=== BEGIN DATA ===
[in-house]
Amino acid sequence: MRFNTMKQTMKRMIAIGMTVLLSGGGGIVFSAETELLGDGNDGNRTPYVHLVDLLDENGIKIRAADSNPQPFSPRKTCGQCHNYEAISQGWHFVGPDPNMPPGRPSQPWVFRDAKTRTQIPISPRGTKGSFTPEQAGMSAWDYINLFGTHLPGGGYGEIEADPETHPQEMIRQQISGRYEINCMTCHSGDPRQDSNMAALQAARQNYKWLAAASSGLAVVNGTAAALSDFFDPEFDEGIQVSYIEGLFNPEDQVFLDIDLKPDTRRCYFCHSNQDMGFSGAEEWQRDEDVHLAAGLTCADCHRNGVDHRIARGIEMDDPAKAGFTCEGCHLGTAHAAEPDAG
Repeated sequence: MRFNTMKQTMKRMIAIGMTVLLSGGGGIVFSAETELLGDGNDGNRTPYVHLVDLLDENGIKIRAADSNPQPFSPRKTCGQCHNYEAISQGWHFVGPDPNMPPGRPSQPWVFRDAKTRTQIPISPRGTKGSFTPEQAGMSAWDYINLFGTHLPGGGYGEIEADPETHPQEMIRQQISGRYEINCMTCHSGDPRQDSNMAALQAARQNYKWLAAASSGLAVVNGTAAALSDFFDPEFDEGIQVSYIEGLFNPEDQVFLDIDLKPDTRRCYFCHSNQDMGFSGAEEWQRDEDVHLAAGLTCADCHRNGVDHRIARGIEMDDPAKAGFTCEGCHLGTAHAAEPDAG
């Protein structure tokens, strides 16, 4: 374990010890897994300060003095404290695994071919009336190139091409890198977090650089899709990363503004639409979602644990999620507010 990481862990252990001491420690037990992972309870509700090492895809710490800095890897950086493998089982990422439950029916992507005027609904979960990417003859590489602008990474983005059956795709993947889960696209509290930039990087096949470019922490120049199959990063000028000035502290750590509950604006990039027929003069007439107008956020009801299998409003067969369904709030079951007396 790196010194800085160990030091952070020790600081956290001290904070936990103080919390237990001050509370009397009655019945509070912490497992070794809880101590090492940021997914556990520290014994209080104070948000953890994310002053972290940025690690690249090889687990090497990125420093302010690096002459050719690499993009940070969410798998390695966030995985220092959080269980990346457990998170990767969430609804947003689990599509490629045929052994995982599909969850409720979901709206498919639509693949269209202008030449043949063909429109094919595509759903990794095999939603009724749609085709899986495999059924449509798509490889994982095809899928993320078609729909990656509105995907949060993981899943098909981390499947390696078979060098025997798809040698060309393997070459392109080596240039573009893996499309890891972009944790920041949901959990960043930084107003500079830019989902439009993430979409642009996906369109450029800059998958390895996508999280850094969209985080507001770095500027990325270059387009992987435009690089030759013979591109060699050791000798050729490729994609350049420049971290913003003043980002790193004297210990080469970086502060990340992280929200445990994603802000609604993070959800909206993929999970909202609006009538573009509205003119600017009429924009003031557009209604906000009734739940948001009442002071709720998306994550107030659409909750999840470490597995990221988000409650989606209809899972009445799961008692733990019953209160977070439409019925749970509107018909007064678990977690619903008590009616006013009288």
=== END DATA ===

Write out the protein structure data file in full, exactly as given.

[in-house]
Amino acid sequence: MRFNTMKQTMKRMIAIGMTVLLSGGGGIVFSAETELLGDGNDGNRTPYVHLVDLLDENGIKIRAADSNPQPFSPRKTCGQCHNYEAISQGWHFVGPDPNMPPGRPSQPWVFRDAKTRTQIPISPRGTKGSFTPEQAGMSAWDYINLFGTHLPGGGYGEIEADPETHPQEMIRQQISGRYEINCMTCHSGDPRQDSNMAALQAARQNYKWLAAASSGLAVVNGTAAALSDFFDPEFDEGIQVSYIEGLFNPEDQVFLDIDLKPDTRRCYFCHSNQDMGFSGAEEWQRDEDVHLAAGLTCADCHRNGVDHRIARGIEMDDPAKAGFTCEGCHLGTAHAAEPDAG
Repeated sequence: MRFNTMKQTMKRMIAIGMTVLLSGGGGIVFSAETELLGDGNDGNRTPYVHLVDLLDENGIKIRAADSNPQPFSPRKTCGQCHNYEAISQGWHFVGPDPNMPPGRPSQPWVFRDAKTRTQIPISPRGTKGSFTPEQAGMSAWDYINLFGTHLPGGGYGEIEADPETHPQEMIRQQISGRYEINCMTCHSGDPRQDSNMAALQAARQNYKWLAAASSGLAVVNGTAAALSDFFDPEFDEGIQVSYIEGLFNPEDQVFLDIDLKPDTRRCYFCHSNQDMGFSGAEEWQRDEDVHLAAGLTCADCHRNGVDHRIARGIEMDDPAKAGFTCEGCHLGTAHAAEPDAG
């Protein structure tokens, strides 16, 4: 374990010890897994300060003095404290695994071919009336190139091409890198977090650089899709990363503004639409979602644990999620507010 990481862990252990001491420690037990992972309870509700090492895809710490800095890897950086493998089982990422439950029916992507005027609904979960990417003859590489602008990474983005059956795709993947889960696209509290930039990087096949470019922490120049199959990063000028000035502290750590509950604006990039027929003069007439107008956020009801299998409003067969369904709030079951007396 790196010194800085160990030091952070020790600081956290001290904070936990103080919390237990001050509370009397009655019945509070912490497992070794809880101590090492940021997914556990520290014994209080104070948000953890994310002053972290940025690690690249090889687990090497990125420093302010690096002459050719690499993009940070969410798998390695966030995985220092959080269980990346457990998170990767969430609804947003689990599509490629045929052994995982599909969850409720979901709206498919639509693949269209202008030449043949063909429109094919595509759903990794095999939603009724749609085709899986495999059924449509798509490889994982095809899928993320078609729909990656509105995907949060993981899943098909981390499947390696078979060098025997798809040698060309393997070459392109080596240039573009893996499309890891972009944790920041949901959990960043930084107003500079830019989902439009993430979409642009996906369109450029800059998958390895996508999280850094969209985080507001770095500027990325270059387009992987435009690089030759013979591109060699050791000798050729490729994609350049420049971290913003003043980002790193004297210990080469970086502060990340992280929200445990994603802000609604993070959800909206993929999970909202609006009538573009509205003119600017009429924009003031557009209604906000009734739940948001009442002071709720998306994550107030659409909750999840470490597995990221988000409650989606209809899972009445799961008692733990019953209160977070439409019925749970509107018909007064678990977690619903008590009616006013009288």